I had to post this one up as well, this is one of those nuggets that you find while reading that you just feel everyone must know...If this interests you please, please buy his book (or if you know me personally, I'll be happy to loan the book to you (when I have finished it!) Humantruth Vol 1: A World in Crisis
It was said in the previous chapter that by intellating we fulfil the cerebral cortex, and the result, inevitably, is truth. As a first step to supraconsciousness we have to be prepared to accept that this is so. Ask yourself whether our faculty of knowing and reasoning has a useful function or not. If not - if it was acquired by accident and is of no real value to us - why have we kept it? Clearly, at least part of it has been of value, in the sense that it has enabled us to survive, and multiply, and, on the face of it, has brought many benefits. Then why is the world in chaotic conflict? Because we have used the postconscious - that part which is available to us - to give us what we consciously but automatically and separately desire. We took over that part of our postconscious faculty, but it is very much the lesser part so that the reasoning-power of the conscious mind remains limited and still persists in reaching false conclusions. This cannot be right for a species possessing a supreme faculty whose function is truth. A human mind which reaches false conclusions is not working properly or fully, or freely. To say otherwise is tantamount to claiming that the purpose and function of an engine is to break down. Neither a human mind nor any thinking apparatus can reason reliably if part of its function is to reason falsely. Truth is indispensable to reason, for reason that is not reliable is worthless, and dangerous. But in the existing world at large many different theories are relied upon, many different opinions and beliefs held, various practices followed, nearly all of which are incomplete and false.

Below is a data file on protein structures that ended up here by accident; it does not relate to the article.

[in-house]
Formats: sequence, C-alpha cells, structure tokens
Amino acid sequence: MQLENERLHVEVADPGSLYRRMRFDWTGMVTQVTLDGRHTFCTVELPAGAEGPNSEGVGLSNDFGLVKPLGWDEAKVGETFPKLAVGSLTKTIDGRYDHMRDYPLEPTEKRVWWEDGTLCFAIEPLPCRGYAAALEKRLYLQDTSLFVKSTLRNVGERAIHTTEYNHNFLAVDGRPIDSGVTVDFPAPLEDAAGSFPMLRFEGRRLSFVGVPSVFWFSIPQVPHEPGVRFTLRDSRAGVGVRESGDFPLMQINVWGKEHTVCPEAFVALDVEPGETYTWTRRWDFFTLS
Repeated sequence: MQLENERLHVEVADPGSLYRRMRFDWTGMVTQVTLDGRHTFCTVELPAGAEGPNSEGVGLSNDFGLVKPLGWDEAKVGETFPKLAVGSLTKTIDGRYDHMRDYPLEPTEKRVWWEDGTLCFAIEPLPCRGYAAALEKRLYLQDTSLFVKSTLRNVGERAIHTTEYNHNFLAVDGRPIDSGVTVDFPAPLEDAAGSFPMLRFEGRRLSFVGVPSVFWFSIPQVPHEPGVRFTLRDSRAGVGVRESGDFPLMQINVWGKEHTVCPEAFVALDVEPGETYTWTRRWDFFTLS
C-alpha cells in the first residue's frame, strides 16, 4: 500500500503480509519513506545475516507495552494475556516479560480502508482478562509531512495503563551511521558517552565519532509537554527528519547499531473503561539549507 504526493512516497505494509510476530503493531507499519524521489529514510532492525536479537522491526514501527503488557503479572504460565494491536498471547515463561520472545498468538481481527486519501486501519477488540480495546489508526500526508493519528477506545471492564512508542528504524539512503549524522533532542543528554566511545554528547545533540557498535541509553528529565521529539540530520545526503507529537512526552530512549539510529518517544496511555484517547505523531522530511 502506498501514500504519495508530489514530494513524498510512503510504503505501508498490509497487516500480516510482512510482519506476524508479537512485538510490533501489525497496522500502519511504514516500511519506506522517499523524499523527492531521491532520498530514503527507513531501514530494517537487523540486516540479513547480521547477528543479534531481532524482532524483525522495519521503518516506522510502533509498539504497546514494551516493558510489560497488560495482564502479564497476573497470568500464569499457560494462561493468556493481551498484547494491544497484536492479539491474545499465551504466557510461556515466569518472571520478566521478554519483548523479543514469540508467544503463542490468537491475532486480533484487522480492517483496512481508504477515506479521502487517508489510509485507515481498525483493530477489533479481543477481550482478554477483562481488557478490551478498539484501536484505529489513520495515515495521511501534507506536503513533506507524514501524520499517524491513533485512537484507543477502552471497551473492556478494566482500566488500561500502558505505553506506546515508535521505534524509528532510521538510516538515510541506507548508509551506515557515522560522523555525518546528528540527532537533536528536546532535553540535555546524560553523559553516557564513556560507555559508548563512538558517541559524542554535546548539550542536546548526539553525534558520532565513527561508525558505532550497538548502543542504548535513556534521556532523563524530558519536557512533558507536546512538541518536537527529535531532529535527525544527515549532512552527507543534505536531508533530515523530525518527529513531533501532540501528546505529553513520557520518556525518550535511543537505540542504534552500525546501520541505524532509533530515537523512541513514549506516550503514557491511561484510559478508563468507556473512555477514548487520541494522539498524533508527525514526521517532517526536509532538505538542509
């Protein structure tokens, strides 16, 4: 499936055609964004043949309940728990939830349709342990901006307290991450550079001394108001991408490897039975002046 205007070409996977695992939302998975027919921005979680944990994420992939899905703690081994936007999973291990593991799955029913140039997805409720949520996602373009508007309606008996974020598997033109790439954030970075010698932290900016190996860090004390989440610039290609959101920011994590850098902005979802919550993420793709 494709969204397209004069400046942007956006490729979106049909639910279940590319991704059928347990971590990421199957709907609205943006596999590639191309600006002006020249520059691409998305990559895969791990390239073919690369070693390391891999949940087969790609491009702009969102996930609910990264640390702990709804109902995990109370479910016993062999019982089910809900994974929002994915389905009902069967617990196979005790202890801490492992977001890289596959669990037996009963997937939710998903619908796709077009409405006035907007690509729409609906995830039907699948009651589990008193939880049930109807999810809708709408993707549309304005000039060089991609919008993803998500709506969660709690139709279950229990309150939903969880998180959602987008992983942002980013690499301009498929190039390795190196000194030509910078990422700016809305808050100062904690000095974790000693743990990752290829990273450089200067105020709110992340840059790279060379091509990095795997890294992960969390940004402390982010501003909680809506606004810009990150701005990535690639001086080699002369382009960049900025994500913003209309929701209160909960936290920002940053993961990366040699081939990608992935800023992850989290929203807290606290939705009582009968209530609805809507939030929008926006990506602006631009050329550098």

Having accepted that our purpose is the fulfillment of truth, the next step towards supraconsciousness is to abnegate self and become bound by truth. The self does not then regard itself and its personal reality as being its greatest concern. It realises that a whole reality which is unitedly cared for by all selves is far better than that which results from each self caring mainly for itself. Experience of the world right up to the present moment demonstrates the painful results of the latter, and we have probably always inwardly known that the former is right.
To be truly human, the individual must be bound by truth. Since truth is fulfillment of the postconscious, the human true individual has to be closely identified with the postconscious. This requires that the self be re-positioned within the postconscious, whose innermost workings must remain unconscious to the self but to whose reasoning the self must be most immediately subject. The self is now subject to the postconscious, strengthened by the latter's will, and has a superior relationship to the old conscious mind which, in turn, has a superior relationship to the new subconscious instinct established under this new arrangement as well as to the old preconscious instinct. This new relationship between the postconscious mind and the self's true supraconsciousness, see Figure 10 :